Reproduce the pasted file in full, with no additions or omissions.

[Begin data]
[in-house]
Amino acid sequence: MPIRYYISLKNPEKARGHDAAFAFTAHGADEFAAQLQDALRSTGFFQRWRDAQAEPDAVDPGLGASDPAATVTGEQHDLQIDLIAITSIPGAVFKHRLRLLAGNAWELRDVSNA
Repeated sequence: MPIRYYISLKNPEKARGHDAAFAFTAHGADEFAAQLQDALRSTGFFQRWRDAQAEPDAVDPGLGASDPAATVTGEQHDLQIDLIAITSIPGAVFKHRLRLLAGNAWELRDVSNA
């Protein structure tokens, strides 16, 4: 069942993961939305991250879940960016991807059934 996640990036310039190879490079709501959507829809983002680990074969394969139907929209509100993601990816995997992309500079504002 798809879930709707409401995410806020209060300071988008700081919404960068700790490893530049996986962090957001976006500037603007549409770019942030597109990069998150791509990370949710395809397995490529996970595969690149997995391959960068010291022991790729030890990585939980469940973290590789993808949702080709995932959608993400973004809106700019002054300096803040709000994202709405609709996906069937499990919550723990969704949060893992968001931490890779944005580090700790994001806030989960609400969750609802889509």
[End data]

[in-house]
Amino acid sequence: MPIRYYISLKNPEKARGHDAAFAFTAHGADEFAAQLQDALRSTGFFQRWRDAQAEPDAVDPGLGASDPAATVTGEQHDLQIDLIAITSIPGAVFKHRLRLLAGNAWELRDVSNA
Repeated sequence: MPIRYYISLKNPEKARGHDAAFAFTAHGADEFAAQLQDALRSTGFFQRWRDAQAEPDAVDPGLGASDPAATVTGEQHDLQIDLIAITSIPGAVFKHRLRLLAGNAWELRDVSNA
């Protein structure tokens, strides 16, 4: 069942993961939305991250879940960016991807059934 996640990036310039190879490079709501959507829809983002680990074969394969139907929209509100993601990816995997992309500079504002 798809879930709707409401995410806020209060300071988008700081919404960068700790490893530049996986962090957001976006500037603007549409770019942030597109990069998150791509990370949710395809397995490529996970595969690149997995391959960068010291022991790729030890990585939980469940973290590789993808949702080709995932959608993400973004809106700019002054300096803040709000994202709405609709996906069937499990919550723990969704949060893992968001931490890779944005580090700790994001806030989960609400969750609802889509």